Listen to the chatter about the new 007 flick Die Another Day and you'll likely hear much ado about Halle Berry's character breaking free from the typically binding Bond girl role.
But despite all the hype, Bond girls are mostly still in shackles.
One scene, in which Berry's character Jinx is "all tied up" and needs to be rescued by Bond -- even after she's just helped save him -- is the perfect example of how little has changed for the dashing secret agent's leading ladies.
"I don't think there's been any real evolution in their role in the movies," said Graham Rye, editor and publisher of 007 Magazine and author of the coffee table book The James Bond Girls. "Their role is to inject some visual entertainment from the way they look and to be bedded and saved by Bond. Jinx wasn't any different."
In the weeks approaching the Friday opening of Die, actors Berry and Pierce Brosnan, along with a host of journalists, have been talking up the strides women have made in the series. The modern Bond girls, they say, are braver, stronger and sexier than their predecessors.
"I felt, 'Wow, finally a woman who is just as smart as, just as quick as, just as strong as, just as sexy as James Bond,'" Berry said in an interview with Fox News. "[She] can manipulate men into doing what she wants them to do like he has been able to do to women for so many years."
And in some ways, Bond girls have become women. Jinx kills a doctor in cold blood, fights villains, rescues 007 and then leaves him after they sleep together.
But the feminist Bond girl theory is a stretch.
"She was committed to making Jinx a full-fledged equal to 007, but it's impossible," Anderson Jones, movie columnist for E! Online, said of Berry. "She made a real effort, but the movie is still all about James Bond."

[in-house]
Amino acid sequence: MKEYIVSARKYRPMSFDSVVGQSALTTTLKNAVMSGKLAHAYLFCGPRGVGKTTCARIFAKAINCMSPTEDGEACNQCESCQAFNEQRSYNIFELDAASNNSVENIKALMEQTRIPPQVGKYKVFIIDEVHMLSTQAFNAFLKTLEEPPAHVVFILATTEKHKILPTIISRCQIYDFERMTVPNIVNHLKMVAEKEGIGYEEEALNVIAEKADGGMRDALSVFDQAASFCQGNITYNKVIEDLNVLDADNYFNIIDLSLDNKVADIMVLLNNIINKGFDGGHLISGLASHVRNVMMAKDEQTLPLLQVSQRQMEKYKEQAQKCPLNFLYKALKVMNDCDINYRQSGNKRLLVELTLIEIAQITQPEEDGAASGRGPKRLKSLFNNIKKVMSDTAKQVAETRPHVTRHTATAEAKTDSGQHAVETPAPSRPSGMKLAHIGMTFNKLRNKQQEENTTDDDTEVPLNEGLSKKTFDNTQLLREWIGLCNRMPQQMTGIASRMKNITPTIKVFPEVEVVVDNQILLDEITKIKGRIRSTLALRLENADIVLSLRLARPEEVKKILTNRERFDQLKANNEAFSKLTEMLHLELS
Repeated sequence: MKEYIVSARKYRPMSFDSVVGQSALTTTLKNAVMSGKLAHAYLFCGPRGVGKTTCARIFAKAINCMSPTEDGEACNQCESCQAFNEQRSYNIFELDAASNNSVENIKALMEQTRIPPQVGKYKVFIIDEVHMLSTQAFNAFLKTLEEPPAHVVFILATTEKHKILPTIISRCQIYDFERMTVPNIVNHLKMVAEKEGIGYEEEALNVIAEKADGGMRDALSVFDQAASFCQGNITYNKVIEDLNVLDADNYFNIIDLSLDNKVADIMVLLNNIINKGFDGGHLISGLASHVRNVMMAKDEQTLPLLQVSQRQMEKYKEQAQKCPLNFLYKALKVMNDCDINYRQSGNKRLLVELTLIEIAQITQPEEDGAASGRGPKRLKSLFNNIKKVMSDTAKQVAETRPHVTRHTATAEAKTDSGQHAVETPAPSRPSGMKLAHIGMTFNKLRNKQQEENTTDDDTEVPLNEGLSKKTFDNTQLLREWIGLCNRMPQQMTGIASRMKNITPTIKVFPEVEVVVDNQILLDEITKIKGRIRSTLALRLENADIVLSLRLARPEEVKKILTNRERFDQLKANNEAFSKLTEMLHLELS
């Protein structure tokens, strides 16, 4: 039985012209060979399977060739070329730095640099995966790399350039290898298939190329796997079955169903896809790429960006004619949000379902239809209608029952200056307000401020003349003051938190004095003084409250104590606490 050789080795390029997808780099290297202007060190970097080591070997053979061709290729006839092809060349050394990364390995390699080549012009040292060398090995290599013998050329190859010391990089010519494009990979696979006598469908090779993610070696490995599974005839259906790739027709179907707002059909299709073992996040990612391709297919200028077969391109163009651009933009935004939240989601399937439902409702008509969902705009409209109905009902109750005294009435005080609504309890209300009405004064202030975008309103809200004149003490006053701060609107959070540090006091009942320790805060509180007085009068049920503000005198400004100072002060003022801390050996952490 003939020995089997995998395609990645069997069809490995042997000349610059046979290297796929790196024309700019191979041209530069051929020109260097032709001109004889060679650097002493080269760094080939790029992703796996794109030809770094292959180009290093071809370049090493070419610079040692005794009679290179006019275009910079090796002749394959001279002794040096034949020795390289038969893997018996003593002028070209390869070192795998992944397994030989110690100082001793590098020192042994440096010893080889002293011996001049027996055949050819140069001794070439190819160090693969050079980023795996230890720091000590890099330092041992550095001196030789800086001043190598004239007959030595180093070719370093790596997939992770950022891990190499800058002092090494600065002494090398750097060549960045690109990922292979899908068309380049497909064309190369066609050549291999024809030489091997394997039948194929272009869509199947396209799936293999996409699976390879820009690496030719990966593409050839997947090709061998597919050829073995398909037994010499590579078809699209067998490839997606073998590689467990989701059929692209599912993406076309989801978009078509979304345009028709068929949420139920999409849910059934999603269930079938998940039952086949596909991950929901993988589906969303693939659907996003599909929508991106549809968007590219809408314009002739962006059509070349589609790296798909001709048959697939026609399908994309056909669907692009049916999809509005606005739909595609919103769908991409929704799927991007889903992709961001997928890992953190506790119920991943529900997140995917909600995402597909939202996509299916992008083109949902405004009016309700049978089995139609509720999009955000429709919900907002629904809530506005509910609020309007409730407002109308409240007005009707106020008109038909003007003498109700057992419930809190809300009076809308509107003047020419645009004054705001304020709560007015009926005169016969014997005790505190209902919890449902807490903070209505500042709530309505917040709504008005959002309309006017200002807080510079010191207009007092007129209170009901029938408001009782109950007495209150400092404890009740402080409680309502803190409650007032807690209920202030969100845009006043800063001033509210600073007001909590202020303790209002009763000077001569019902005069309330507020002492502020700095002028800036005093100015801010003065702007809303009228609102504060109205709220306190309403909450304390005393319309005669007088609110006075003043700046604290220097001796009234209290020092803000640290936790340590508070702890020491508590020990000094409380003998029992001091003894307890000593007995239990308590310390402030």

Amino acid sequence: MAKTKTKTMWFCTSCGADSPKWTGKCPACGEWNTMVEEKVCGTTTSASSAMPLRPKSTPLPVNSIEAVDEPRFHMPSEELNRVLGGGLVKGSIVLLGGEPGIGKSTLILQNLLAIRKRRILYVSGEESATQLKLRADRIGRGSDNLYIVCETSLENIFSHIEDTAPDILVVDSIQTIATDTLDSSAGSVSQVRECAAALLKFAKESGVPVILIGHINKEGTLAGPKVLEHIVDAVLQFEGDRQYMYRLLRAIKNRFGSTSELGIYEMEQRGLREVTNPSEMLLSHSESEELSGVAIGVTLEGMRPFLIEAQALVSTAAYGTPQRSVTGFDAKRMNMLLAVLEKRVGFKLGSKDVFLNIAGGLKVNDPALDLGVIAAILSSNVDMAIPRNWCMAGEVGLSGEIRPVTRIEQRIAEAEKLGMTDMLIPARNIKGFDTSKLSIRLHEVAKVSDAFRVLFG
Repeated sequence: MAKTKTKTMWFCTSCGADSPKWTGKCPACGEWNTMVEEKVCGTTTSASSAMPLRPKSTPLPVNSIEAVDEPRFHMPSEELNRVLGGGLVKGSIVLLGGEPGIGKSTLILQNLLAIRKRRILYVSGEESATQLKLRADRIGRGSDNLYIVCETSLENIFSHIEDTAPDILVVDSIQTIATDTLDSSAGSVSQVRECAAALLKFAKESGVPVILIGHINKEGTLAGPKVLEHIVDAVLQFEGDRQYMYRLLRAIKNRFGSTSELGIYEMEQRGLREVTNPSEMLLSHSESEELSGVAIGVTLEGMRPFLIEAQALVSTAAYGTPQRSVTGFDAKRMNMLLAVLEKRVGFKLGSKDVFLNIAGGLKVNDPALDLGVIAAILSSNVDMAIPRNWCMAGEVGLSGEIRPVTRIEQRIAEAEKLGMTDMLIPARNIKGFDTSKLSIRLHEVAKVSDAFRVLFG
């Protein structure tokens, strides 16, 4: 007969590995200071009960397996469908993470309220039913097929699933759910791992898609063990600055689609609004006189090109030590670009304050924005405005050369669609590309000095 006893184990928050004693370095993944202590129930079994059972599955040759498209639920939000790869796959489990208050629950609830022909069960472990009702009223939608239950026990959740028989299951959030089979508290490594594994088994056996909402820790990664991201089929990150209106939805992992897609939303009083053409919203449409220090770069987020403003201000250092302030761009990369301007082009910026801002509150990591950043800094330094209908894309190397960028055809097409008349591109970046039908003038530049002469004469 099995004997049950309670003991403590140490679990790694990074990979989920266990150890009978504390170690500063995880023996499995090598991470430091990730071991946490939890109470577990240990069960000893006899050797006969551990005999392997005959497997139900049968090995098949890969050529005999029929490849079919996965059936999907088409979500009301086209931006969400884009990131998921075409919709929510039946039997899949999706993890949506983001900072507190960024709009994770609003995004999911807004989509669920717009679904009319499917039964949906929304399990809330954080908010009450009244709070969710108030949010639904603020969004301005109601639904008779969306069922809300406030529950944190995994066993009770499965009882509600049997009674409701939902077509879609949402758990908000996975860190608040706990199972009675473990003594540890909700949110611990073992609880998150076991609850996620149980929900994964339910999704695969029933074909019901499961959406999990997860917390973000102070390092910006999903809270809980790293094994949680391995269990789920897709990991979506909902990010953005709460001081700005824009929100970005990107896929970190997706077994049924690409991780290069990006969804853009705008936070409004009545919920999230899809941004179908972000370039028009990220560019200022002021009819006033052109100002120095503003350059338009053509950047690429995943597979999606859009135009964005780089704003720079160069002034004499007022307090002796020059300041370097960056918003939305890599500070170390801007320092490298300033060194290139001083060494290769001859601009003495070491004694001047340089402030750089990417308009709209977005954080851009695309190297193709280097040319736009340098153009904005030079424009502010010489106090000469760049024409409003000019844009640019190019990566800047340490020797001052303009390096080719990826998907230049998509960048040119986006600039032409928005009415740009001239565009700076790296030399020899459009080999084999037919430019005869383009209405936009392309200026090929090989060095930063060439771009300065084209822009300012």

Brosnan, for his part, has been touting the flick's amped-up bedroom scenes as a sign of modern times.
Though the main Berry-Brosnan sex bit might be slightly hotter, it's hardly revolutionary -- even by 007 standards.
"There's not even really sex; it's foreplay at best," said Jones. "It feels like it's more intense -- there's a lot of heavy breathing, but it's no Monster's Ball."
Berry, who won Best Actress for that film and is the first reigning Oscar queen to play a Bond girl, got a lot of buzz about the explicit scene she did with Billy Bob Thornton in Ball.
Regardless, a look back through 007 history could refute the idea that modern Bond girls are more sexual than those who have come before. Rye points to the seductive, domineering Grace Jones character in A View to a Kill (1985) and the sensual, forward Tatiana Romanova, played by Daniela Bianchi in From Russia With Love (1963), among others.
Bond girls, in other words, have been sleeping around and using sex to their advantage -- like 007 himself -- since the series began in 1962 with Dr. No.
"They've always been unbelievably sexy," Rye said. "They're sexually aggressive. If you look at all those other films and the characters in them, you see women who live life on the same moral level as the male characters."
Nor are today's Bond girls necessarily any more dangerous than they have been in past 007 flicks. Jinx is not the first female agent Bond encounters -- Barbara Bach played one in The Spy Who Loved Me (1977) and so did Michelle Yeoh in Tomorrow Never Dies (1997). And as for packing heat or wielding a weapon of some sort -- well, what Bond girl hasn't?
"So Halle Berry runs around shooting people with a gun," Rye said. "So what?"
Rye wonders why there's been so much analysis of Bond and his women to begin with.
"I've never believed it's a subject matter with any depth," he said. "It's like the emperor's new clothes: People are looking for something that's not there. It's just a great deal of fun."